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Lurkily

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Everything posted by Lurkily

  1. I do love that profile pic. I love that it works so well, given that it's an oil painting of a kitten fused with a photograph of a tiger.
  2. Unless it's changed during the racing updates, it's always just outside that 100% range; my bomber satellites are set to that, and they always level off just under the Nimby. Previous to that, one or two versions ago, it was a lot more variable, where 100 might have been above it, or below it. I think at that time the Nimby was at a fixed distance, but altimeter settings varied by planet. I believe that now the Nimby's altitude is relative to the planet size just like the altimeter is.
  3. I believe -100 to zero is core to average surface, and the Nimbatus is positioned at just over 100 - its distance from the core, like the hopper's, is not consistent, after all. I use a drone with multiple subdrones, and the ore couriers that orbit at 100 altitude until my core is overhead, and drop down until they hit the bucket, always glide just a little below the Nimby's altitude. I was as surprised as anybody that they always seemed to keep the same distance relative to Nimby.
  4. Well . . . it wasn't on youtube, but on Reddit's lounge. First, some background: Reddit has this 'lounge'. It's a subreddit restricted to premium members. Either you bought premium, or a premium user spent some of their 'coins' to give you gold or platinum, which gives you premium access for a time. Someone posted a message there, after getting gold, asking what goes on there and what it's for. You know I had a response ready, right? "It's where us filthy stinking rich folks (I'm not rich) look down our noses at the disgusting peasantry (I'm actually remarkably understanding of most people) who don't have gold (especially those who don't have the advantages I do (of which wealth is not one)) while snorting cocaine (I don't even drink) off any available female surface. (Oh my god that's so sexist, I'm sorry.)" My favorite response to this was: "How is this one of the most wholesome comments I've ever read"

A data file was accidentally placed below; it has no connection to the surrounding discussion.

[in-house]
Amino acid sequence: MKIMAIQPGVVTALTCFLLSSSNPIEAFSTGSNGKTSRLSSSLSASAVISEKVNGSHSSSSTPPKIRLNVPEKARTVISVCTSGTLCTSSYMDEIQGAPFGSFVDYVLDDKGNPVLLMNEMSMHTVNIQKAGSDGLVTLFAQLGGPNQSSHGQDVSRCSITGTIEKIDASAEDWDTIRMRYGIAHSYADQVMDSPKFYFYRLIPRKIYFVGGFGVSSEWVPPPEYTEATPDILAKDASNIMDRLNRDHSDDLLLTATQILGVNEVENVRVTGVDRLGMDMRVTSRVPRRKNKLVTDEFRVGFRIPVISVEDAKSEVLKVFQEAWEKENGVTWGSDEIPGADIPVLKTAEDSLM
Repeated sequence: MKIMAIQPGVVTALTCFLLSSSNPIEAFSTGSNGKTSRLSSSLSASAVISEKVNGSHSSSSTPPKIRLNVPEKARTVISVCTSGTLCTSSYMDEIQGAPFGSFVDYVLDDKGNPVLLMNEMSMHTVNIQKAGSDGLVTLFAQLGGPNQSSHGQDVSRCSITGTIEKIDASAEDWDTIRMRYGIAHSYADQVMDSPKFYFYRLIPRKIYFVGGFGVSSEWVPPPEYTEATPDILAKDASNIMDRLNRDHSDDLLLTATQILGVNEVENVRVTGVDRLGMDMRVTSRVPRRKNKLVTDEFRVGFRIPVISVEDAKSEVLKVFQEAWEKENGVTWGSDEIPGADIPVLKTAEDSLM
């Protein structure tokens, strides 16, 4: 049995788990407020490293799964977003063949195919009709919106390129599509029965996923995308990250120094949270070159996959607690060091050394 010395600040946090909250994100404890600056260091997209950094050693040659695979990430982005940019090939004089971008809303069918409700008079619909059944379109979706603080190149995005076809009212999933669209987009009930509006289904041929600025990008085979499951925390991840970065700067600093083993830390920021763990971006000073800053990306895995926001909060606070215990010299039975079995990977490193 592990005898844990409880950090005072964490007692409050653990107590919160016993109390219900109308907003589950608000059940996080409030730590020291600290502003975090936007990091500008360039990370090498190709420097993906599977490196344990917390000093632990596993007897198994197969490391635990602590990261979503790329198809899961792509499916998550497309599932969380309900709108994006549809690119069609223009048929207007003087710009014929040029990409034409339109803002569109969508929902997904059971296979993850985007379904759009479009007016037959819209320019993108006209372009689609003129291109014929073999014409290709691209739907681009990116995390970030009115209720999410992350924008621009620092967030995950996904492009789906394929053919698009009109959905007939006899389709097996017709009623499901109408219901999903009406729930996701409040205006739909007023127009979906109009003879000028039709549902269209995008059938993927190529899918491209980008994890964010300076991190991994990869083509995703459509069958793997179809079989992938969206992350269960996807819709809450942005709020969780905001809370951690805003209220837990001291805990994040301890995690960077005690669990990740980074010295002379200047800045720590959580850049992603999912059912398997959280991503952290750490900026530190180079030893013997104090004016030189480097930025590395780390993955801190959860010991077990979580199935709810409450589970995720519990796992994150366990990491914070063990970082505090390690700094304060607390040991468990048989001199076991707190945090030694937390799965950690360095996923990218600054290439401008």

5. Awwww! I have done some study of game design, though not on a professional level. Unfortunately, I have little coding skill, so my use as a developer is limited. Thanks for the kind words, though.
  6. I am not; I found them during their kickstarter, and have followed them with more or less attention since then, and have tried to use my voice to help shine some light on what might or might not be way forward. I do help in an official capacity as a moderator, but it's strictly a volunteer role.
  7. Give it a chance; as I said, sandbox will probably still exist, either as endgame content or as a separate game mode, and you might enjoy the cycle of challenge and reward that's implemented. Remember, one thing sandbox game struggle with is reward systems; they're hard to implement without structure. If you have ever been pleased to unlock an upgrade you know what I mean - progress involves rewarding a player, and we need more of that. If you stick with them and see what emerges, you might find yourself responding to a good progression system.